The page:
Insider Selling Is at An 11-Year High. Should We Care?

By: Spencer Israel

 The headline sounds ominous. “Insiders are selling stock like it’s 2007.”

According to TrimTabs Investment Research, a firm that tracks market liquidity and flows, C-Suite executives sold an average of $600 million of stock per day through the first three weeks of August. That rate put August on track to be the fifth month of 2019 in which insider selling topped $10 billion. The last time there was a year in which insiders sold at least $10 billion in five different months? 2007.

Rewind the clock 12 months, and there’s that headline again: “With September not yet over, stock sales by company executives reached $5.7 billion…the highest September in a decade. August’s $10.3 billion in insider sales also reached a 10-year record.”

You see a pattern here.

The implication, of course, is that the last time insiders sold this much stock, a global crisis soon followed.

But while those headlines are technically correct, there are several reasons why the actual data point—increased insider selling—is a little less direful than the headlines indicate.

Reason #1: Insider selling is very different from insider buying

There is only one reason why a corporate insider would buy more stock: they believe in the story. Maybe they’re defending it from an activist short seller, or maybe they’re just adding to their portfolio, but you buy because you believe. End of story.

Selling on the other hand, is not so simple. There are any number of reasons an executive would sell shares. Maybe it’s to fund a charitable cause, as Mark Zuckerberg is doing. Or to fund another business venture, like Jeff Bezos.

Insiders could sell for tax purposes, fund a new purchase, or to simply rebalance their portfolio. In some cases, such as Beyond Meat, the executives are likely selling to cash in on a big move in their stock.

Could an insider sell because they don’t believe in their own story? Sure. But the bottom line when it comes to insider selling is, we don’t know why.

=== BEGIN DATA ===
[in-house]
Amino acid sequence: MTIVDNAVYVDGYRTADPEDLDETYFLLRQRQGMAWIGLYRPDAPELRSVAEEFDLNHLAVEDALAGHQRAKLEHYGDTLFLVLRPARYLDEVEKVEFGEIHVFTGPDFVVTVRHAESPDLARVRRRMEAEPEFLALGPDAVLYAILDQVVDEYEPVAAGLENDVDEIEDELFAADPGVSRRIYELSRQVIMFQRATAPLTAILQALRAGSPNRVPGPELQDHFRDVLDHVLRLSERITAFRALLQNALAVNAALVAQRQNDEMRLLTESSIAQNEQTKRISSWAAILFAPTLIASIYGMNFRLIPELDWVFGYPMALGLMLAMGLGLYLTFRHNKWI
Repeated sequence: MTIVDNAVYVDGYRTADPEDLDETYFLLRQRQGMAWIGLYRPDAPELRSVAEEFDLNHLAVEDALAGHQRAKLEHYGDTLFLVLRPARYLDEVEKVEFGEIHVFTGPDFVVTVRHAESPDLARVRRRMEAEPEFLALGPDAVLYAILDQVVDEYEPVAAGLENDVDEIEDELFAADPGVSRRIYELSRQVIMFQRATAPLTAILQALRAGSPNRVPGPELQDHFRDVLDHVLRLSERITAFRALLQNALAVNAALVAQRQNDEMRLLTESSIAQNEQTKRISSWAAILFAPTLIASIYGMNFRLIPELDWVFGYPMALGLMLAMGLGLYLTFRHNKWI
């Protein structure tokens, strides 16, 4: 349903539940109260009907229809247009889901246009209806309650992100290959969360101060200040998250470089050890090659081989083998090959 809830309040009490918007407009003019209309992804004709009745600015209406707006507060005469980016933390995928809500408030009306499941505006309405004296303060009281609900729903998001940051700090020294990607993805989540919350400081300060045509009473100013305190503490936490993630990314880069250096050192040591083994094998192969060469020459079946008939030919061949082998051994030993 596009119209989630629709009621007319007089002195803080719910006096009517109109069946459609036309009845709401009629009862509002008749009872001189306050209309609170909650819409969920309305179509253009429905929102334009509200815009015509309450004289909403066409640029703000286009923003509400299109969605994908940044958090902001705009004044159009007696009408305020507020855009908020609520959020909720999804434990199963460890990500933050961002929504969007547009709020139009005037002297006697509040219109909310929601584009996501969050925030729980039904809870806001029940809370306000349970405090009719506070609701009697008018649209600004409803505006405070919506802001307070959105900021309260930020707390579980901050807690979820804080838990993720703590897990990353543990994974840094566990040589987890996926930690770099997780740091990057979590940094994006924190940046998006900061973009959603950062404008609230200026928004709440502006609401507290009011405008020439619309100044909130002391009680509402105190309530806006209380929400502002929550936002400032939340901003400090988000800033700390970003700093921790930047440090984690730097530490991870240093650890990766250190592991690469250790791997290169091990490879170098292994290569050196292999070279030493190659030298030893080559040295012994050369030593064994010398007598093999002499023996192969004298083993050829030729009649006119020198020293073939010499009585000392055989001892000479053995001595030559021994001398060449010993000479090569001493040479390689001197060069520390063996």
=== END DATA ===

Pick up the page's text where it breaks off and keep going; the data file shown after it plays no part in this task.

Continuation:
Reason #2: The market does not react to insider selling in the same way

Because buying is interpreted as an endorsement, insider buying is usually a catalyst for stocks to move higher. But insider selling does not have that same effect.

Dennis Dick, a proprietary trader at Bright Trading, has observed this. “There’s only one reason you buy stocks — you’re speculating on your stock going higher,” Dick said. “Executive buys move the price up often. Executive sells don’t move the price down very often.

“When a stock is really in the dumpster…and then you get some [executive] buys, that’s when the market takes note and that’s when you can see these stocks really turn,” he said.

The Bottom Line

 It’s possible that increased insider selling could be a signal in the short term.

WhaleWisdom Alpha noted that the last time that the ratio of insider sells to insider buys was so skewed towards the sell side was January 2014. In that month, the S&P 500 dropped 6% (it finished the year up 12%).

And while that 10-year high in insider selling last September did proceed the market’s worst quarter since 2011, major averages are pretty much at the same levels they were at a year ago in spite of the trade war, inverted yield curve, and falling interest rate environment.

If insider selling is a glaring warning sign, the market sure seems to be ignoring it.

So, when you see that an insider has sold, ask yourself these questions:

  • What percentage of their stake did they sell?
  • What has the stock done recently?
  • Did they previously announce they’d be selling?

Insider selling is but one of thousands of indicators. Could it be possible that these insiders can see the stormy clouds that we can’t? Yes. But don’t count on it predicting the next recession.

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